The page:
Lending to higher LTV borrowers fell 12% year-on-year, according to the latest Mortgage Monitor from e.surv, the UK’s largest chartered surveyor.
November had the smallest number of higher LTV borrowers since October 2013. There were 8,250 house purchase approvals to borrowers with deposits worth 15% or less of their property’s value in November 2014 – 12% lower than 9,379 a year ago.On a monthly basis, higher LTV approvals fell 6.8% from 8,854 in October. The November dip has compounded monthly falls in October (-18.3%) and September (-5.0%) meaning lending to higher LTV borrowers has dropped by almost a third (-30.1%) over the last three months.
As a proportion of the market, higher LTV borrowers – typically first-time buyers – continue to shrink from a five-year peak of 17.8% in August 2014. Their share of total house purchase approvals also dropped in September (17.7%) and October (14.9%) to hit a ten-month low in November (13.5%). This comes as the number of first-time buyer transactions shrank by 12.3% over the last three months according to the most recent First Time Buyer Opinion Barometer from Your Move and Reeds Rains.
Richard Sexton, director of e.surv chartered surveyors, explains: “Demand has ebbed from the bottom end of the market. After the summer flood of first-time buyers, LTI caps introduced in October stemmed the flow of new borrowers into the mortgage market. The Bank introduced these caps against a backdrop of speculation about the market overheating. Now, this wintry cooling is a sign of their pre-emptive action taking effect.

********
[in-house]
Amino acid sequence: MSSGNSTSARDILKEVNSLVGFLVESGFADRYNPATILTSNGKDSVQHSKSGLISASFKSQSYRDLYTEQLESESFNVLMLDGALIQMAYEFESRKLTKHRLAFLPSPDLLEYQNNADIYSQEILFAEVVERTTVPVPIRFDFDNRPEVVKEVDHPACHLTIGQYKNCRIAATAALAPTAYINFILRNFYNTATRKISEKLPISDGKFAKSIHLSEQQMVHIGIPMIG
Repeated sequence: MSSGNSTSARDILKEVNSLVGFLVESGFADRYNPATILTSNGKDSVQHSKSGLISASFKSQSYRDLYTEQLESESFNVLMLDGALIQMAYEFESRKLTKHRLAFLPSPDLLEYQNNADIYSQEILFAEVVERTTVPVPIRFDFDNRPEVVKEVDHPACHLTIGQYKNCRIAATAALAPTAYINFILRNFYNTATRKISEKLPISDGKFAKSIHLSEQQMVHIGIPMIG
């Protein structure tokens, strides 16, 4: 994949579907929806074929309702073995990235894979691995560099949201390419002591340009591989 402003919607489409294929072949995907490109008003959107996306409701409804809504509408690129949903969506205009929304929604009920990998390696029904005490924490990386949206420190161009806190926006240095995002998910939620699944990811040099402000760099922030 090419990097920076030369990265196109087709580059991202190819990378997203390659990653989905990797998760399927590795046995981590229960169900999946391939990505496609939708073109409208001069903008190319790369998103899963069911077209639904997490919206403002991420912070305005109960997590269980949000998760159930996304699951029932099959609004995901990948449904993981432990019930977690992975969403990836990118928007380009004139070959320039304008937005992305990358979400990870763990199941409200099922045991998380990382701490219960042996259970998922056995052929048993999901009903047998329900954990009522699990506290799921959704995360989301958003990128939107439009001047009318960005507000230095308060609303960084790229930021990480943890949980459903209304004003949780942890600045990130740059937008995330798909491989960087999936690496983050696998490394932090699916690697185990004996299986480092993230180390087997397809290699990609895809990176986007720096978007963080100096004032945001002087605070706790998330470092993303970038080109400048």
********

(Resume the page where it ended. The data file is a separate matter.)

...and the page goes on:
“The Chancellor’s changes to stamp duty will make homes cheaper for first-time buyers. This was clearly needed. It means that those first-time buyers left high and dry by the old system are able to buy at last.
“Now that the cumbersome slab system has been replaced with a series of graduated rates, the goalposts have shifted for higher LTV homebuyers. Whatever twists and turns the New Year takes, first-time buyers can rest assured that more properties are now within their reach thanks to this long-awaited reform.
“In 2014, Help to Buy put capable homebuyers in a stronger position to borrow. This increased demand, but putting a finger on just one end of the scale simply inflamed the chronic issue of home shortages. The slowdown in higher LTV lending is due in part to the depletion of the UK’s stock of affordable housing. Suggestions in the Autumn Statement that the government will take direct charge of home provision, from the release of land to the building of new properties, will hopefully even the odds for stifled first-time buyers.”
Have your say on this story using the comment section below